Cleaning of Castings

Cleaning of the surface is the most important prerequisite of any coating process. Suitable levels of cleanliness and surface roughness are established by various mechanical and nonmechanical methods. Foundries deliver castings that have been shot or grit blasted (see the discussion on blast cleaning below). Supplementary nonmechanical cleaning may be needed to reach interior passages or to remove heat-treating scale or machining oil.

The choice of cleaning process depends not only on the types of soils to be removed but also on the characteristics of the coating to be applied. The cleaning process must leave the surface in a condition that is compatible with the coating process. For example, if a casting is to be treated with phosphate and then painted, the cleaning process must remove all oils and oxide scale because these inhibit good phosphating.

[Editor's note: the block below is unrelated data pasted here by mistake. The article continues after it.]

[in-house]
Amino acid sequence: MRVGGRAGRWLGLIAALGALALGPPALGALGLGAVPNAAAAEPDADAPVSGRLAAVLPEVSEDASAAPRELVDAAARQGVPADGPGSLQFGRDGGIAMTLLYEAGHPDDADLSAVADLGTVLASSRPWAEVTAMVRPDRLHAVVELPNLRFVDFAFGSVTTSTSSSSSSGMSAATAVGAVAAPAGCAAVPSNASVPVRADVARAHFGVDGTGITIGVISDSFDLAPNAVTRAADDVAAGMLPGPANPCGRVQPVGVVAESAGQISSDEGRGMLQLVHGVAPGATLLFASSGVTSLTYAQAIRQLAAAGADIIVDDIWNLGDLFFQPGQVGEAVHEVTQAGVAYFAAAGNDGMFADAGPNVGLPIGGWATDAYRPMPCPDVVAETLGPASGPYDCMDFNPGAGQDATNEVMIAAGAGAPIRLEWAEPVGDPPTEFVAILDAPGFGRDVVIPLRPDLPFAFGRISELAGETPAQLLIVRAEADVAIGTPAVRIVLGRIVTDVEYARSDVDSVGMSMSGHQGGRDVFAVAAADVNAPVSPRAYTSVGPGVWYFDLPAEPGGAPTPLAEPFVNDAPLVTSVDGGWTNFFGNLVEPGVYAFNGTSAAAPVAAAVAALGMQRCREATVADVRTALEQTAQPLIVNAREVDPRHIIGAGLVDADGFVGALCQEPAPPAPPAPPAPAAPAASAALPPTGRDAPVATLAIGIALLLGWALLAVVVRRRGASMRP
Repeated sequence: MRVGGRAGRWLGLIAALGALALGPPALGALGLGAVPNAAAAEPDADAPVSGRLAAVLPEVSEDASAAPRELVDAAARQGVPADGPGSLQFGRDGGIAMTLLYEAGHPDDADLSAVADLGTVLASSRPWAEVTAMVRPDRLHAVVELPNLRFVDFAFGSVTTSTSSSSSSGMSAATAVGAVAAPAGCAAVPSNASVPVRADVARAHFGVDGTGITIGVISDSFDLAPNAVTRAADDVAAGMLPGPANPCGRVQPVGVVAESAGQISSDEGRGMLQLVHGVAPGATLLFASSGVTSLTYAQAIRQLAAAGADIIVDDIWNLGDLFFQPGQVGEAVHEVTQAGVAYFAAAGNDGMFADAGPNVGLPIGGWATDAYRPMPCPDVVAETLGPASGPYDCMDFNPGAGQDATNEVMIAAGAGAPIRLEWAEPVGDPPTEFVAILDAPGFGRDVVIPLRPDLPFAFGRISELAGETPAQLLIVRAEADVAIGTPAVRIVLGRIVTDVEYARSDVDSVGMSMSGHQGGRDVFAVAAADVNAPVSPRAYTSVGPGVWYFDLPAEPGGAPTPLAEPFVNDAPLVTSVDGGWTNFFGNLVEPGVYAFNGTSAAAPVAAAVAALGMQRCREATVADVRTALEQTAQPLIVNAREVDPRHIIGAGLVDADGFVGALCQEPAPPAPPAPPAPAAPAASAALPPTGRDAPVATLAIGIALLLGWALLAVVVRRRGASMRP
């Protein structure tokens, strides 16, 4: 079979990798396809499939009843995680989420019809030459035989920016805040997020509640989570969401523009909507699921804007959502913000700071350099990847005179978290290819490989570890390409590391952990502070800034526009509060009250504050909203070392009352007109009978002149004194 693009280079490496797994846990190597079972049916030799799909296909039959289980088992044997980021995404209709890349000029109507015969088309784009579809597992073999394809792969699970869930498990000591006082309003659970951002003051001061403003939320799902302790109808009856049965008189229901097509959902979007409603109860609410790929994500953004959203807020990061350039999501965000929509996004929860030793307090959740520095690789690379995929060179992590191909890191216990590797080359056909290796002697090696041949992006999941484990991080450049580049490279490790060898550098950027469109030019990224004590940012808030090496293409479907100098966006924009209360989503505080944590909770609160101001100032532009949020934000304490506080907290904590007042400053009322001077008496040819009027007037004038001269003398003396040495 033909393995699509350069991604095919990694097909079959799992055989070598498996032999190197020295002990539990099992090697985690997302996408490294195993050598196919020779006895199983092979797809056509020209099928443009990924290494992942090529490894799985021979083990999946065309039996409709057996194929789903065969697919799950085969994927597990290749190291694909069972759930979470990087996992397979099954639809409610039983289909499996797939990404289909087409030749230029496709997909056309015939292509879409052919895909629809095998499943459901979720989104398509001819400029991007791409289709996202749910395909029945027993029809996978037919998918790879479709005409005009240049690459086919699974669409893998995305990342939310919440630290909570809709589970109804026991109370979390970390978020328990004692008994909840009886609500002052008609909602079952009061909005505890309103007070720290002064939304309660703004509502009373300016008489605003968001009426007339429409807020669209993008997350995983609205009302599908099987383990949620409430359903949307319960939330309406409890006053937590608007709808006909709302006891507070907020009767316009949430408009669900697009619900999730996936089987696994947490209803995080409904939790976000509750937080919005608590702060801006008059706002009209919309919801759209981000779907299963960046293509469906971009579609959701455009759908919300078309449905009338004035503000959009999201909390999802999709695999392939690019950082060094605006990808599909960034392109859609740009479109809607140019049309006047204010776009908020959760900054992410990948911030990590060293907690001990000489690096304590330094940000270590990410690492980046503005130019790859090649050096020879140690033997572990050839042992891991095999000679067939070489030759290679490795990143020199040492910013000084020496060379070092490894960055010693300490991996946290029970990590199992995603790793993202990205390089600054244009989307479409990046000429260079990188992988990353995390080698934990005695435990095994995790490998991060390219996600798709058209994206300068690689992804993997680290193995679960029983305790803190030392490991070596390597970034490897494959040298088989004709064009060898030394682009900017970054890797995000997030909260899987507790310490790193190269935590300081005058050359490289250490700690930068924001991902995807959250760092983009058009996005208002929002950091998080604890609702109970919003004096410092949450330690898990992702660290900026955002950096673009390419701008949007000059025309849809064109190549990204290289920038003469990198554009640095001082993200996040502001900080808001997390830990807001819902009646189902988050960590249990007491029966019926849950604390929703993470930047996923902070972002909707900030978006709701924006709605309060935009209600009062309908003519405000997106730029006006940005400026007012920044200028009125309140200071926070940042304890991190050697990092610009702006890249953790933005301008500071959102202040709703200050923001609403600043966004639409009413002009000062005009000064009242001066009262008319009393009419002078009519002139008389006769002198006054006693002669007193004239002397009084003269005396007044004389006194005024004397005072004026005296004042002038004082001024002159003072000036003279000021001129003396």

If castings are heat treated before they are coated, the choice of heat treatment conditions can influence the properties of the coating, particularly a metallic or conversion coating. In most cases, heat treatment should be done in an atmosphere that is not oxidizing. Oxides and silicates formed during heat treating must be removed before most coating processes.

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